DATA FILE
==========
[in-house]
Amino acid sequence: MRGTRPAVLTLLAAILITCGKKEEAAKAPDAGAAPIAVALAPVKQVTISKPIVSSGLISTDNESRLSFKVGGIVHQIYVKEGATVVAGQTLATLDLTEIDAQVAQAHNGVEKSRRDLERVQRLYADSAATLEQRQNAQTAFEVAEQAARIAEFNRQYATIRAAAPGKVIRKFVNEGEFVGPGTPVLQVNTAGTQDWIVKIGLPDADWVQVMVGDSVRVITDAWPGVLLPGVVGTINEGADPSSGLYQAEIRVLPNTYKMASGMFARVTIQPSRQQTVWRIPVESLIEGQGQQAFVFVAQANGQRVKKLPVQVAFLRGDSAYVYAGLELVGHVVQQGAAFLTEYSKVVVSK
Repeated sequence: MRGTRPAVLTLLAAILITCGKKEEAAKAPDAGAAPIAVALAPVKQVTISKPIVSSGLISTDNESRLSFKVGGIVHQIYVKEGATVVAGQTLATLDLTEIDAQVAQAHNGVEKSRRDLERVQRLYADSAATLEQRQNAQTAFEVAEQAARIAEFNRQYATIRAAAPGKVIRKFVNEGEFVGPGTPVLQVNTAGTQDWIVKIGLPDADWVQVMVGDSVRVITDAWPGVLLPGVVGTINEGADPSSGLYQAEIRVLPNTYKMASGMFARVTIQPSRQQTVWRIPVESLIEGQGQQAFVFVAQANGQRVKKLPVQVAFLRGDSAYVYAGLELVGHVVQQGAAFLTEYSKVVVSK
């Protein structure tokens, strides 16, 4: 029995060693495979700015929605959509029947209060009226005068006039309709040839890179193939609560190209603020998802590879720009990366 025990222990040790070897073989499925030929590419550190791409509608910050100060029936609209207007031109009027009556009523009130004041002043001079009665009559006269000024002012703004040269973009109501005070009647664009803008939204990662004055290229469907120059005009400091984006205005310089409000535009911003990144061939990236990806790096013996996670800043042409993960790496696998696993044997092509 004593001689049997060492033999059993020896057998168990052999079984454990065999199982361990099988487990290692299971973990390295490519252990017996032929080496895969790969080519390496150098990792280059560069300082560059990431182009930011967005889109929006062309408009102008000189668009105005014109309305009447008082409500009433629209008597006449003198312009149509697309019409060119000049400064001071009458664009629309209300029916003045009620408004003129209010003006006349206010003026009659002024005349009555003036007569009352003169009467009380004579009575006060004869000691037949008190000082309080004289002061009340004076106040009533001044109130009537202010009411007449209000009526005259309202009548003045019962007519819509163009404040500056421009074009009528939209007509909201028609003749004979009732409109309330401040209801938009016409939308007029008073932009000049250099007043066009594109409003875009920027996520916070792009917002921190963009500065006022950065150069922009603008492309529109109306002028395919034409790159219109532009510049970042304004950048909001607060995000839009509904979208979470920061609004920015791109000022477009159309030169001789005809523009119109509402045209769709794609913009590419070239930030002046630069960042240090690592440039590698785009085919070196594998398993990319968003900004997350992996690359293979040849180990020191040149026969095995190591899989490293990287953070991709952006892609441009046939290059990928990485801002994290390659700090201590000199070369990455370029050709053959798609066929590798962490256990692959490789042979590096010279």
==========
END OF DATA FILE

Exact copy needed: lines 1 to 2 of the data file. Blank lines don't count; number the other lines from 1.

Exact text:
[in-house]
Amino acid sequence: MRGTRPAVLTLLAAILITCGKKEEAAKAPDAGAAPIAVALAPVKQVTISKPIVSSGLISTDNESRLSFKVGGIVHQIYVKEGATVVAGQTLATLDLTEIDAQVAQAHNGVEKSRRDLERVQRLYADSAATLEQRQNAQTAFEVAEQAARIAEFNRQYATIRAAAPGKVIRKFVNEGEFVGPGTPVLQVNTAGTQDWIVKIGLPDADWVQVMVGDSVRVITDAWPGVLLPGVVGTINEGADPSSGLYQAEIRVLPNTYKMASGMFARVTIQPSRQQTVWRIPVESLIEGQGQQAFVFVAQANGQRVKKLPVQVAFLRGDSAYVYAGLELVGHVVQQGAAFLTEYSKVVVSK